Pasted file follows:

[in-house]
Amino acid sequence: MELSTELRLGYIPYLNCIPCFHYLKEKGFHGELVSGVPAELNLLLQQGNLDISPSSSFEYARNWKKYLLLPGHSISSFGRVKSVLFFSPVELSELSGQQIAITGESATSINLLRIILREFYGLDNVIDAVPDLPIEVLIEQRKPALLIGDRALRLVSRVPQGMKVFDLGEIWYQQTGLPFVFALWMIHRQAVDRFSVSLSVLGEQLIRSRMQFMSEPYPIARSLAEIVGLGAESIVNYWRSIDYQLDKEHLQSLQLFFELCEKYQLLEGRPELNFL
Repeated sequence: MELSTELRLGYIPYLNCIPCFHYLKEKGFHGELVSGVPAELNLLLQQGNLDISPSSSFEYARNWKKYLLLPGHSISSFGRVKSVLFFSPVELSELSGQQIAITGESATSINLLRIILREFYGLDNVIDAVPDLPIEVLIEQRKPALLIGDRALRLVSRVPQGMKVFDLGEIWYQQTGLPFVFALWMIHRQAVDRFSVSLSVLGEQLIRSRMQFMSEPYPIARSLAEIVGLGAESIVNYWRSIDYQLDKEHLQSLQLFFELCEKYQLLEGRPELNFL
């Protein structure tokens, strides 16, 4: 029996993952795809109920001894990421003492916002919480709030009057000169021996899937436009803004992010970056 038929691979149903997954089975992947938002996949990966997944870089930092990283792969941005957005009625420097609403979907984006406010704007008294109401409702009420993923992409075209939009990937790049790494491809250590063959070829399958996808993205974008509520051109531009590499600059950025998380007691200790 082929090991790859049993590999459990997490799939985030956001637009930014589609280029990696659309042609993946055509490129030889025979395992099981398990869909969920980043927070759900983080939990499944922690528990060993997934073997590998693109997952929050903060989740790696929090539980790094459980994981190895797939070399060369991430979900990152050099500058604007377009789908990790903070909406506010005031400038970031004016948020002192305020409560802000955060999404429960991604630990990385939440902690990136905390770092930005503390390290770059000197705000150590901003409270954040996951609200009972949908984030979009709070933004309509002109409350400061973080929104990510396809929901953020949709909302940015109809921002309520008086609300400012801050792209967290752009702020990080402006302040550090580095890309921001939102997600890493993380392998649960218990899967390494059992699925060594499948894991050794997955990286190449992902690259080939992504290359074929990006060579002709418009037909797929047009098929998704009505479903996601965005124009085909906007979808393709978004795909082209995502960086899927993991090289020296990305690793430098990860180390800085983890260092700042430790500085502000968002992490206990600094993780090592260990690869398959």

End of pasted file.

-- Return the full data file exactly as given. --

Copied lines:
[in-house]
Amino acid sequence: MELSTELRLGYIPYLNCIPCFHYLKEKGFHGELVSGVPAELNLLLQQGNLDISPSSSFEYARNWKKYLLLPGHSISSFGRVKSVLFFSPVELSELSGQQIAITGESATSINLLRIILREFYGLDNVIDAVPDLPIEVLIEQRKPALLIGDRALRLVSRVPQGMKVFDLGEIWYQQTGLPFVFALWMIHRQAVDRFSVSLSVLGEQLIRSRMQFMSEPYPIARSLAEIVGLGAESIVNYWRSIDYQLDKEHLQSLQLFFELCEKYQLLEGRPELNFL
Repeated sequence: MELSTELRLGYIPYLNCIPCFHYLKEKGFHGELVSGVPAELNLLLQQGNLDISPSSSFEYARNWKKYLLLPGHSISSFGRVKSVLFFSPVELSELSGQQIAITGESATSINLLRIILREFYGLDNVIDAVPDLPIEVLIEQRKPALLIGDRALRLVSRVPQGMKVFDLGEIWYQQTGLPFVFALWMIHRQAVDRFSVSLSVLGEQLIRSRMQFMSEPYPIARSLAEIVGLGAESIVNYWRSIDYQLDKEHLQSLQLFFELCEKYQLLEGRPELNFL
């Protein structure tokens, strides 16, 4: 029996993952795809109920001894990421003492916002919480709030009057000169021996899937436009803004992010970056 038929691979149903997954089975992947938002996949990966997944870089930092990283792969941005957005009625420097609403979907984006406010704007008294109401409702009420993923992409075209939009990937790049790494491809250590063959070829399958996808993205974008509520051109531009590499600059950025998380007691200790 082929090991790859049993590999459990997490799939985030956001637009930014589609280029990696659309042609993946055509490129030889025979395992099981398990869909969920980043927070759900983080939990499944922690528990060993997934073997590998693109997952929050903060989740790696929090539980790094459980994981190895797939070399060369991430979900990152050099500058604007377009789908990790903070909406506010005031400038970031004016948020002192305020409560802000955060999404429960991604630990990385939440902690990136905390770092930005503390390290770059000197705000150590901003409270954040996951609200009972949908984030979009709070933004309509002109409350400061973080929104990510396809929901953020949709909302940015109809921002309520008086609300400012801050792209967290752009702020990080402006302040550090580095890309921001939102997600890493993380392998649960218990899967390494059992699925060594499948894991050794997955990286190449992902690259080939992504290359074929990006060579002709418009037909797929047009098929998704009505479903996601965005124009085909906007979808393709978004795909082209995502960086899927993991090289020296990305690793430098990860180390800085983890260092700042430790500085502000968002992490206990600094993780090592260990690869398959």